One puts a focus on sales and the other on design, yet the worlds of real estate and architecture are not so far removed. For architects in search of new career opportunities, the fast-paced real estate business can be a natural and lucrative move. Here’s a look at what architects can bring to the table.
Within the separate industries of real estate and architecture there is some common ground, including knowledge of building features and history. You can read more about what’s involved in becoming a successful real estate agent here. Some pertinent points include that agents are able to use a property’s architectural style and period detailing as selling points, or identify beneficial design features in a new building.
Qualified architects have a broad range of knowledge in their field, which carries over into the real estate industry, with finely honed visual awareness and a strong understanding of various building materials and structures. This attention to detail when it comes to buildings old and new is a requirement for both professions.
An agent with a background in architecture may particularly appeal to clients interested in purchasing fixer-upper properties. Architects have the training needed to inspect and evaluate the bare bones of a property and can make valuable suggestions to clients about everything from plumbing to extensions. They have experience with aesthetic judgments, making them qualified to offer unique suggestions to clients when it comes to building proposals. Many buyers are also interested in sustainable processes, which an architect may have specific knowledge of in terms of energy conservation and recyclable, eco-friendly materials.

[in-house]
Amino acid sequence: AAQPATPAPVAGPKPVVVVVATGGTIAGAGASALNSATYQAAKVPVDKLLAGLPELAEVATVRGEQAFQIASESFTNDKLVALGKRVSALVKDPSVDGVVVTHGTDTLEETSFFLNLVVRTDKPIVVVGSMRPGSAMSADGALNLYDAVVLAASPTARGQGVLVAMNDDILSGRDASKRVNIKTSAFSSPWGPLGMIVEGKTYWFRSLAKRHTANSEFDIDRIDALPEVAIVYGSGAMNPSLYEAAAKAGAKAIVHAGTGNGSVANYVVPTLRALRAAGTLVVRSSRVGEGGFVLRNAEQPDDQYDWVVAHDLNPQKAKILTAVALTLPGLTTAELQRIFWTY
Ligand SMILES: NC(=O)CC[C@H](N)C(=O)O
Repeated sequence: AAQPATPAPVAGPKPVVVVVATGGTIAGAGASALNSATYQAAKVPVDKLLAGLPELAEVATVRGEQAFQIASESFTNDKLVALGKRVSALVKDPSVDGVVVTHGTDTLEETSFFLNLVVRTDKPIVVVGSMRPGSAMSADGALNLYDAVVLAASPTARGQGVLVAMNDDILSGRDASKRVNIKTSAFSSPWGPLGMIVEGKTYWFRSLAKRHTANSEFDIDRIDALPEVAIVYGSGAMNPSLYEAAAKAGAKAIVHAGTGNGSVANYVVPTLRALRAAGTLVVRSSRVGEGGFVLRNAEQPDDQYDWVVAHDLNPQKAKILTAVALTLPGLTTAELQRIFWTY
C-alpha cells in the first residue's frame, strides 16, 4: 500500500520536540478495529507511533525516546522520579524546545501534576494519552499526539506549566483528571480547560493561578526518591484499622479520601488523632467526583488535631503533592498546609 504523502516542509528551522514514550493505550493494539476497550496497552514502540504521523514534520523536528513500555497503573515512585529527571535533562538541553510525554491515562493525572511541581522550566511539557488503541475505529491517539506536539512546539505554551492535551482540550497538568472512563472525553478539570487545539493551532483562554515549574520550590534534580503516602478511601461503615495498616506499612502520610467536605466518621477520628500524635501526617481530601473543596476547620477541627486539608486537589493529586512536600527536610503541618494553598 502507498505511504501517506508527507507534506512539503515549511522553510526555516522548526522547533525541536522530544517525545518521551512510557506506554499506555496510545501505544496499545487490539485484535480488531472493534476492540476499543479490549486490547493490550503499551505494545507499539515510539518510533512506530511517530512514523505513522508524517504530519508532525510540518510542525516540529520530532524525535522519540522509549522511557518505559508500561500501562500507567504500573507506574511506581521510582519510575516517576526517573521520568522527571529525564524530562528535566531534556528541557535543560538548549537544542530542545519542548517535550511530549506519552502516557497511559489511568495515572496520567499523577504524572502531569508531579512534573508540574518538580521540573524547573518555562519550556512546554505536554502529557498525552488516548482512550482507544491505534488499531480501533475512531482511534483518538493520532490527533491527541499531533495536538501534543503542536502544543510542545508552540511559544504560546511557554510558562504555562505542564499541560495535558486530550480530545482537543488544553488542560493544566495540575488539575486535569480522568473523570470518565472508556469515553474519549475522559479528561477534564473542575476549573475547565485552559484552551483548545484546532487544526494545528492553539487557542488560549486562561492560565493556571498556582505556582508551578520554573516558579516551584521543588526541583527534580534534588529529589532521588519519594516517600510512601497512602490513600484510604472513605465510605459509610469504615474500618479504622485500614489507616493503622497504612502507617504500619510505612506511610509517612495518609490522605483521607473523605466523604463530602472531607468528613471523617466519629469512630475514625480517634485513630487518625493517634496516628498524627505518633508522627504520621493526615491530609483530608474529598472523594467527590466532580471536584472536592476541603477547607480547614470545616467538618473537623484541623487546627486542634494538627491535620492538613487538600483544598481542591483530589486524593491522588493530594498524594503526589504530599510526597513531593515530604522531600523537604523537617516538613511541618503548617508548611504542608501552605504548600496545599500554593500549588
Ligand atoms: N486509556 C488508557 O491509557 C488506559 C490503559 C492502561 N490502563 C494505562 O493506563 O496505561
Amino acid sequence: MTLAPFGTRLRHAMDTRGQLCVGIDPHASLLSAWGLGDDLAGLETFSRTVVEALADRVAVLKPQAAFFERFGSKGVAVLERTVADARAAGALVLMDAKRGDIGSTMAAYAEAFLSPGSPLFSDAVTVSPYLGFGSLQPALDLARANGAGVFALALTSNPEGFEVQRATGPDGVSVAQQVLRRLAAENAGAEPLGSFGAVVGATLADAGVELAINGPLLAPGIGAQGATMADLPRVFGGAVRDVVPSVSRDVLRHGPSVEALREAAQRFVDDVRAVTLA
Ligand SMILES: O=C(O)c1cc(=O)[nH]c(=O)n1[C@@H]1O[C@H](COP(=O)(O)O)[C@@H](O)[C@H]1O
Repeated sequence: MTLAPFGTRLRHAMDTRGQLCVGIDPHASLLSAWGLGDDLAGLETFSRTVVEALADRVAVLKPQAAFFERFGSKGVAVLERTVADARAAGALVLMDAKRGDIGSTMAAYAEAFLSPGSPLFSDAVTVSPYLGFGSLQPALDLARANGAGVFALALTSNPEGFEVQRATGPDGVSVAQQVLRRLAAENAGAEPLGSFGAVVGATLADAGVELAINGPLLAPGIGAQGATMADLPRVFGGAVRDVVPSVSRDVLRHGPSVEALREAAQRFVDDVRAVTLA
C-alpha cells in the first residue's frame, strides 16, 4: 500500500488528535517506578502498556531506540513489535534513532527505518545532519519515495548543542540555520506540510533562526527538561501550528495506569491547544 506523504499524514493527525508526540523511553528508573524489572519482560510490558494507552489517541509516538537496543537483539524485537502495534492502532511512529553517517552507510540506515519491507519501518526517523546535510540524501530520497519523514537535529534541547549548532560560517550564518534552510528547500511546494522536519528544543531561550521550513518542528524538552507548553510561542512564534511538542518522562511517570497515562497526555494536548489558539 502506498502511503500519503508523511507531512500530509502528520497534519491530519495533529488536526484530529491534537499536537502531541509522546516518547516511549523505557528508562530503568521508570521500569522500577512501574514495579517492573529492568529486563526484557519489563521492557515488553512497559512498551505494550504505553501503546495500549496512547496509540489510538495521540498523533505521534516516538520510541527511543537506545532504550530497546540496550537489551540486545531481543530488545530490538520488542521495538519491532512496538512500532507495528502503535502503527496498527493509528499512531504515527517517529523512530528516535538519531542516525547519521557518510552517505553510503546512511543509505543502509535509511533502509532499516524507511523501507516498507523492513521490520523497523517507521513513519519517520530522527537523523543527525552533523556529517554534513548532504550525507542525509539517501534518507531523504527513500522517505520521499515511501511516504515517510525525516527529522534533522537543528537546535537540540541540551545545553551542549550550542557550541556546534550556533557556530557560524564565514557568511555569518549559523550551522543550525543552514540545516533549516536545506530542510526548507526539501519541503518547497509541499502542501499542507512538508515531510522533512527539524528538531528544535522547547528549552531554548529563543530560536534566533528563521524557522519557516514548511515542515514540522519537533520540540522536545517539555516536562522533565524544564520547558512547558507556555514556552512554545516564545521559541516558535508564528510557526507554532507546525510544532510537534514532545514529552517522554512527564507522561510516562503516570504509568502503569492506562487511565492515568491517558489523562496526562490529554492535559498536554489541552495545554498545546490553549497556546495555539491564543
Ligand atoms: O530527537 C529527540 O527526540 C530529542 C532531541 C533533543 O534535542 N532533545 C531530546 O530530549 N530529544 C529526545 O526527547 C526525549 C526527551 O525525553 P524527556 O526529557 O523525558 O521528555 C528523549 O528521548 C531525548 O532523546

As well as appealing to these niche markets, trained architects are well versed in building techniques, which makes them able to manage the paperwork that's part of any transaction. A real estate expert without this background usually needs to call in an outside professional for this knowledge, slowing down the transaction. In a hot market where time is of the essence, this edge provided by a trained architect can make a world of difference to keen clients.
A background in both real estate and architecture can be a significant asset for working with clients and speeding up transactions. Architects have experience working as part of a team, having frequently liaised with designers and construction professionals. When taking the leap into a new career as a real estate expert, focus first on these transferable skills, including communication and organisational abilities. Architects can also use existing business contacts and industry knowledge to get started. At the same time, it’s important to cultivate new clients by chasing up on promising leads, attending open houses and growing your professional network.
There are many reasons why an architect may wish to make the transition into a real estate career, yet it’s possible to reap the best of both worlds. With a real estate license, an architect gains access to valuable home listings as well as diversified groups of potential clients, which can be a win-win situation.